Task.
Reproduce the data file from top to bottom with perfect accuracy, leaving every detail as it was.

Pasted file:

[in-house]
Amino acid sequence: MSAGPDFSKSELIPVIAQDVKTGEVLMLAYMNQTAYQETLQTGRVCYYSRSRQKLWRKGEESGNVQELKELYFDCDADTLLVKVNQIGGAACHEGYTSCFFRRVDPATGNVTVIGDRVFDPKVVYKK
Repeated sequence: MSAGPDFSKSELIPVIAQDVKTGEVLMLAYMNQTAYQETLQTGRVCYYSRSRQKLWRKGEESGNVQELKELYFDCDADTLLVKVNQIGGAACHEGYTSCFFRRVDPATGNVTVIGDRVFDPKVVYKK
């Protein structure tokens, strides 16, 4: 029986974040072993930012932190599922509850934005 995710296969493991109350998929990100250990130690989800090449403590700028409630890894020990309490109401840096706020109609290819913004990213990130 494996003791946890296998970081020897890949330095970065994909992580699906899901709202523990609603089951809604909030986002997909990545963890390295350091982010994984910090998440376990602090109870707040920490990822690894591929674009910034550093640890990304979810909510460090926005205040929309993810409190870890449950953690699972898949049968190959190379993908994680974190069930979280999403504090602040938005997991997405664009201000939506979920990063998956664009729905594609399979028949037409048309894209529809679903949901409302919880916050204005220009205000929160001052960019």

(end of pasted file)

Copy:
[in-house]
Amino acid sequence: MSAGPDFSKSELIPVIAQDVKTGEVLMLAYMNQTAYQETLQTGRVCYYSRSRQKLWRKGEESGNVQELKELYFDCDADTLLVKVNQIGGAACHEGYTSCFFRRVDPATGNVTVIGDRVFDPKVVYKK
Repeated sequence: MSAGPDFSKSELIPVIAQDVKTGEVLMLAYMNQTAYQETLQTGRVCYYSRSRQKLWRKGEESGNVQELKELYFDCDADTLLVKVNQIGGAACHEGYTSCFFRRVDPATGNVTVIGDRVFDPKVVYKK
């Protein structure tokens, strides 16, 4: 029986974040072993930012932190599922509850934005 995710296969493991109350998929990100250990130690989800090449403590700028409630890894020990309490109401840096706020109609290819913004990213990130 494996003791946890296998970081020897890949330095970065994909992580699906899901709202523990609603089951809604909030986002997909990545963890390295350091982010994984910090998440376990602090109870707040920490990822690894591929674009910034550093640890990304979810909510460090926005205040929309993810409190870890449950953690699972898949049968190959190379993908994680974190069930979280999403504090602040938005997991997405664009201000939506979920990063998956664009729905594609399979028949037409048309894209529809679903949901409302919880916050204005220009205000929160001052960019």